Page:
Last time we looked at Ctenocephalides felis (the cat flea) – both its life cycle and common flea myths. This time I thought we would talk about problems that can be related to flea infestations. It would be a grave mistake to think of the flea as simply a nuisance. Written by Dr. Shari Muller
Lets ‘jump aboard & sink our teeth’ into some more information about fleas: The true story. Written by Dr. Shari Muller
We’ve registered to participate in National Cupcake Day™ for SPCAs & Humane Societies. It’s a brand new event and will help raise awareness and urgently-needed funds to support animals that are abused, abandoned, neglected or no longer wanted. Written by Katie Goliboski
Leo was left behind at the HBSPCA. This poor boy had a life threatening urinary problem where the penis becomes blocked and won’t allow the cat to urinate. The HBSPCA did everything within their power to help poor Leo but it soon became apparent he needed medication and treatments that they didn’t have at their disposal. Written by Angelina Johnstone RVT
Like most kittens Krinkles next adventure was to undergo an anesthetic and have surgery. Written by Angelina Johnstone RVT
In Katie's household there is room for only one cat, and not because all other space is filled with dogs. Written by Katie Goliboski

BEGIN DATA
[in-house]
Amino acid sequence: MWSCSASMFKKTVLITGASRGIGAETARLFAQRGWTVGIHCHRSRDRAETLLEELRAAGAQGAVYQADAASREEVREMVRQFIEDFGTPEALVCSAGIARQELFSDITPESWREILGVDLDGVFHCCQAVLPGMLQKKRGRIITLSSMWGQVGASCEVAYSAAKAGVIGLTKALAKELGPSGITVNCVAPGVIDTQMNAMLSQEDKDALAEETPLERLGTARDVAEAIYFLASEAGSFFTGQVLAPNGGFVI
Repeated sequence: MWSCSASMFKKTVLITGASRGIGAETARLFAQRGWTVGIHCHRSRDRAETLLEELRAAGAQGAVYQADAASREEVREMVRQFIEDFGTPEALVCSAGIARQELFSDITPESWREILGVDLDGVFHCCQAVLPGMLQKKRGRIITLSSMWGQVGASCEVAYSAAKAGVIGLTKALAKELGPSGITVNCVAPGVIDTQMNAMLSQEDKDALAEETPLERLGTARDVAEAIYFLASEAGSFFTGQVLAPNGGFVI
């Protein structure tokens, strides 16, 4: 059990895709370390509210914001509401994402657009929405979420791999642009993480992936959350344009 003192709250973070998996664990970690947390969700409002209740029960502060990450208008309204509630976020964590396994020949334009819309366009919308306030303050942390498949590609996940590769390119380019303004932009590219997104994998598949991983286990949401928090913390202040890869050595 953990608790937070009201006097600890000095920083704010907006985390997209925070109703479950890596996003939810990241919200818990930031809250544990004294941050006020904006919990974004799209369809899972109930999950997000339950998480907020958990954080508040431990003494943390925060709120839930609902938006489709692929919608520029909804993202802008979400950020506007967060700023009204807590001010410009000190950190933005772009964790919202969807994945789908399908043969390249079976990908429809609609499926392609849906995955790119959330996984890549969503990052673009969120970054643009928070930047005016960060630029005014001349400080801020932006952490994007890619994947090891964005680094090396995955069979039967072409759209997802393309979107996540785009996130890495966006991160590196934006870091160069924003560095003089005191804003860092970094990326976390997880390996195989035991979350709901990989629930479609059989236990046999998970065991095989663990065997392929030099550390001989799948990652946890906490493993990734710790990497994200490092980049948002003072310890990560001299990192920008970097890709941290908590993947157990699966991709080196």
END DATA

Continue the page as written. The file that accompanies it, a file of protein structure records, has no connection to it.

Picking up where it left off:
As part of our team’s ongoing commitment to feline care, both locally and across Canada, Dr. O’Brien has joined forces with the other three feline specialists in Canada. They have co-authored preventive healthcare protocols specifically for cats.
The brave Captain Krinkles demonstrates how to give blood samples and explains the importance of preanaesthic and FeLV/FIV testing. Written by Angelina Johnstone RVT
Captain Krinkles like many the other little kittens had worms. Deworming and Fecal Testing is important because there are several human health risks that can be directly linked to household pets having untreated parasites and of course these parasites are stealing valuable nutrients from your kitten and causing irritation in the intestinal lining. Written by Angelina Johnstone RVT